Group portrait of soldiers of The North Shore Regiment near Zutphen, Holland. January 1945.John S. MacDonald
John S. MacDonald enlisted in the summer of 1943 and did his training as an artilleryman before being transfered in the infantry. This picture was taken in Brandon (MB) in October 1943. First row, left to right: McDougall, Keeting, John S. MacDonald, McCurdy. Second row: Bob Rae and Bob Gates.John S. MacDonald
Portrait of John Stewart MacDonald taken in the summer of 1945 in Edinburg, Scotland. Mr. MacDonald volunteered for the Far East and this picture was taken shortly before leaving Europe for Canada.John S. MacDonald
John S. MacDonald's Discharge Certificate.John S. MacDonald
Soldiers of The North Shore Regiment crossing what's left of a bridge near Zutphen towards Germany. Spring 1945.John S. MacDonald
"[I] looked inside to the mess tin that I had and there’s three bullets in the small pack, whoa, man, that’s when you get, well, you’re scared everyday anyway and you know, but you go ahead with all the rest of them."
Well, after D-Day [the Allied landing in Normandy, June 6th 1944], the infantry needed a lot of men and they asked artillery people if they wanted to go to the infantry. And I volunteered to go to infantry and I thought I was going to go to the North Novas [The North Nova Scotia Highlanders] but I ended up North Shore [The North Shore Regiment], which I was just as happy because we were, us and the Eight Brigade [8th Canadian Infantry Brigade] and North Novas, I think in the north, the Ninth Brigade [9th Canadian Infantry Brigade], were all in the Third Div [3rd Canadian Infantry Division]. And all the infantry regiments, all armies stuck together and you looked after one another and you more or less depended on whoever was beside you.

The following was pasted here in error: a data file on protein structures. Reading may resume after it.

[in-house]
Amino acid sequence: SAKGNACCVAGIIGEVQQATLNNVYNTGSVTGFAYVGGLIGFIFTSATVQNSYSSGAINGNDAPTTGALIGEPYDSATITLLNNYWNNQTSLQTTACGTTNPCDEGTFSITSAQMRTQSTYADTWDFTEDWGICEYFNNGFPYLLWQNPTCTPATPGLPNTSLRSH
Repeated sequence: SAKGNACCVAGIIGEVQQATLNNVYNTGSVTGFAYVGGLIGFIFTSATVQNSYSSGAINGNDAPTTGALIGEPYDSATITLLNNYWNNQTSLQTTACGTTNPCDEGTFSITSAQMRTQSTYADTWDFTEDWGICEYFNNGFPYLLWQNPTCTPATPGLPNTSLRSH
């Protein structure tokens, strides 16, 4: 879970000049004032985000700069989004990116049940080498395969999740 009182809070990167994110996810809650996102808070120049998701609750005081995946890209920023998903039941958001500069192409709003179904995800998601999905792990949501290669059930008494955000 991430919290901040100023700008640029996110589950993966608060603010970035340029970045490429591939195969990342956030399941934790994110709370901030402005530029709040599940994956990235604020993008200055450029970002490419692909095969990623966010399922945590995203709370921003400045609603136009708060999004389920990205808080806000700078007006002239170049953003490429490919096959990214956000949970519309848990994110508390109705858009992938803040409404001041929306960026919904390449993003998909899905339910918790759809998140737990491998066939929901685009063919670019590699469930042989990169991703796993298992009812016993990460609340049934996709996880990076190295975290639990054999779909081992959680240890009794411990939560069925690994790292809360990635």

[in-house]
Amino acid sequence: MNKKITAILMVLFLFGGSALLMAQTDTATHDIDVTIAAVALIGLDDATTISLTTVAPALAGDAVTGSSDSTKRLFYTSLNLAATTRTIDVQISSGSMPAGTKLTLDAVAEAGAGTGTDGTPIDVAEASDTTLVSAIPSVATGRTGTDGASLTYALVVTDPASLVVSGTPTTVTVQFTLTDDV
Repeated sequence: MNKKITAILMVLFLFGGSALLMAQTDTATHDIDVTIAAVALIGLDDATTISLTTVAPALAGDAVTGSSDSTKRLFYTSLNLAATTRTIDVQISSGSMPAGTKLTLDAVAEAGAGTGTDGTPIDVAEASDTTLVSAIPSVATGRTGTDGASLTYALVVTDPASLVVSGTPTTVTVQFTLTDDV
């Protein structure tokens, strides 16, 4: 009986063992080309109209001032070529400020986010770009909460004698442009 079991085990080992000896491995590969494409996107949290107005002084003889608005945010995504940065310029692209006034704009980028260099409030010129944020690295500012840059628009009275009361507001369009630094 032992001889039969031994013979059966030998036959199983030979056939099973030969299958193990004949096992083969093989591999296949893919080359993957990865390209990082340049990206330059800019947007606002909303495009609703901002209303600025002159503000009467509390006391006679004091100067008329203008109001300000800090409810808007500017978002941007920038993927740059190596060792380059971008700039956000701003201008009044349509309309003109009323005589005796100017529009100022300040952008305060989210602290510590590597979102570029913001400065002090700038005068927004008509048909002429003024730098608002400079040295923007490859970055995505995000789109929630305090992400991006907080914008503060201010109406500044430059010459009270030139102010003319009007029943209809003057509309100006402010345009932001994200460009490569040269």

We had training in Aldershot [England] but we had good training in Brandon, Manitoba, real infantry training and marching every day for the first six months and then the last six months when I was in, it was mostly artillery training but we did in the morning, every morning, we always did parade square. And everything was on the double. It is difficult training for a lot of people. A lot of people couldn’t march because they had flat feet or something but for me, it didn’t bother me one bit.
We only had, like I was in Dog Company [D Company], and we only had two men, both boys from Northern New Brunswick, Savoy Brothers. And they were in since just after D-Day and so the rest of them, we had men coming in. I remember two days after we were in action, we lost three or four men, mines and from snipers. And every day you lost two, maybe one, two, three men of your squad.
There’s only once, going into a city in Holland [during the Northwest Campaign of 1944-1945], we were going up along the dike and I got four, excuse me, I got three bullets in my small pack. And we made it to a railroad crossing trestle and they started shelling us and we got underneath the steel girdles and we were there for about an hour or two before our own artillery start pounding them [the German soldiers].
When I took my small pack off and looked inside to the mess tin that I had and there’s three bullets in the small pack, whoa, man, that’s when you get, well, you’re scared everyday anyway and you know, but you go ahead with all the rest of them.
I don’t know. I guess I was young and foolish and I didn’t realize, I guess I realized but I, you did what you had to do. We were the first Canadian troops across the Rhine River and after we crossed the Rhine River, we went up along the other side, Emmerich, Millingen and that, and then we crossed back into Holland again and we were in there for a while and then we went back into Germany. And when the war ended, there was two of us sent out in the woods, at the edge of the woods to watch. And then this young fellow came through and we seen him coming and he went and when we yelled halt and he said, he put his arms up and he said, Vertig!, war is Vertig!. So we didn’t know whether to believe or not, if there was going to be a counterattack or anything. So we discussed […] Portay was the guy’s name and both of us young and who’s going to go back with him. And we didn’t know if it was going to be him or I.
So anyway, he decided he’d go back and I stayed there and I had the Bren gun [British light machine gun], because I had the Bren gun all the time I was in there. And I put my back to a tree and I just had the Bren gun and I could hear noise in the woods. I thought it was squirrels and other animals, I thought it was people going, for an hour before they came back to get me, to relieve me. And it was a horrible, horrible evening. About 1:00 in the morning, I says, it wasn’t evening.